You will notice an absence about the “birth of Jesus” in our worship today. For some that seems not only very odd, but nearly “unchristian.” Across the land the birth of Jesus is preached, praised and proclaimed in plays and manger scenes. Thousands will make their way to Bethlehem this week as a solemn homage to the birth of Christ.
So why don’t we do anything here? Do we have a “thing” against Christmas? Are we closet “Scrooges?” Are we “anti-fun?” None of those are the reasons. Let me explain why we don’t make a big deal about the birth of Jesus.
- The birth of Jesus really happened. Two of the four gospels tell of the events surrounding his birth. Since it is a part of the gospel, it is to be preached. We need to preach the birth of Jesus. God intended this story to be told to all generations, no matter what date is on the calendar.
- We don’t know when Jesus was born. The date everyone uses, December 25th, was chosen after a vote between several other dates. It wasn’t officially recognized as Jesus’ birth until centuries after the New Testament was completed and not by God, but by man. December 25th happened to be a pagan holy day. Some felt the need to use that date and so it was chosen. The word “Christmas” comes from the expression, “Mass for Christ.” It is descended from Catholic scholars who wanted a mass for the birth of Jesus.
- Jesus, most likely, was not born in December. That time of year is cold and wet. The shepherds were in the field and Caesar had ordered a census which required all male Jews to travel to the place of their birth (Luke 2:1-4). It is unlikely he would have ordered this at a time when the majority could not travel because of bad weather.
- Every holy day that God decreed was identified by God. The Lord revealed which day of which month and what exactly he wanted done. The Sabbath day, the day of Atonement, the new moons and in the New Testament, even the Lord’s Supper falls under this guidance. God declared when, where and how the holy day was to be observed. With the birth of Jesus, God declared nothing about observing it. He never told us what day or what month, or what we are supposed to do on that day.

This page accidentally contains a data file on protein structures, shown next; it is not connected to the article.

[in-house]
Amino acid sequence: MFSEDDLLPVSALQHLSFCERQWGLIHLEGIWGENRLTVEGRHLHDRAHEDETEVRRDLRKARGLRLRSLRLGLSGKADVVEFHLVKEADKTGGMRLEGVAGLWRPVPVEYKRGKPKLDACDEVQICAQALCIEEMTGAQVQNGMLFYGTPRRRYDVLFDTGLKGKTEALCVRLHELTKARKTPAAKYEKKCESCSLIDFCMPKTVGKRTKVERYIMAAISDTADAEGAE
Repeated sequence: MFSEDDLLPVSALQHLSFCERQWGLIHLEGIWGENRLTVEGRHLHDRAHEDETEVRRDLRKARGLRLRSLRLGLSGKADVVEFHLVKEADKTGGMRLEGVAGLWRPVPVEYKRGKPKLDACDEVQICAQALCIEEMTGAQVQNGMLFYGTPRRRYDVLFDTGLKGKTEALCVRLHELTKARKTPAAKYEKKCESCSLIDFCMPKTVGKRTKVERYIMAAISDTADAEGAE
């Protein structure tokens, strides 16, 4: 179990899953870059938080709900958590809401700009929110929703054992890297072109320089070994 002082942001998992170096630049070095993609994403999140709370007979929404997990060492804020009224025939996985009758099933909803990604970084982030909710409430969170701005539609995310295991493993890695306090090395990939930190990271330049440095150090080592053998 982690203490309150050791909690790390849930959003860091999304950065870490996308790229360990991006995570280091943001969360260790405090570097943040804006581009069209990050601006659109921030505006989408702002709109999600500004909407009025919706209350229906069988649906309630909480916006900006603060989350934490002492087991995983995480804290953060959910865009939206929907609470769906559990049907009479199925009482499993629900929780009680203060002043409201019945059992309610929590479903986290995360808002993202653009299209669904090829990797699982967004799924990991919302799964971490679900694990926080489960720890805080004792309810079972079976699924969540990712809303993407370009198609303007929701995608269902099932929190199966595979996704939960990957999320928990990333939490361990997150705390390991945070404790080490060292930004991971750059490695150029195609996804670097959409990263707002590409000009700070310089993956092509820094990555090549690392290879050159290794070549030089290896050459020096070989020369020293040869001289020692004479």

Everything we do is specified by God. There are no examples of the apostles or the early Christians celebrating the birth of Jesus. All other holy days God declared exactly what to do. Ancient Israel was told to take a certain animal (the age, sex, and condition of the animal was declared by God) and to sacrifice it in a special way. God said nothing about the birth of Jesus. Are we to sing, “Happy birthday?” Are we to put on a play? Are we to rent some donkeys and make a manger scene? No one knows. God never said! He always tells His people what He wants. God’s silence must be respected. The emphasis is on the death of Jesus.
- Would there be anything wrong with having a special day to honor his birth? Why not ask Cain? Or, ask the sons of Aaron. They were involved in honoring God in ways he had not declared and he disapproved of what they did. But if we honor his birth, what about remembering his preaching? How about a day to remember his miracles? How about a day to remember his healings? How about a day to remember his compassion? How about a day to remember his power? How about a day to remember his prayers? Instead of all this, why not just do what the Father requested and preach his gospel and remember the death, burial and resurrection? This is what the early church did. The emphasis in the Bible is what happened after that baby grew and was offered upon the cross of Calvary. The death of Jesus is the theme of the New Testament.
- What about presents? What about lights, trees, snowmen, reindeer, Santa, Frosty the snowman and so forth? Keeping Christ out of it and not honoring the day as a religious festival, Christmas can be a holiday, like the 4th of July in which we gather with family, make memories and share traditions. It can be a very dear and special day for us. But let’s not seek to put Christ back into Christmas…he was never in it to begin with.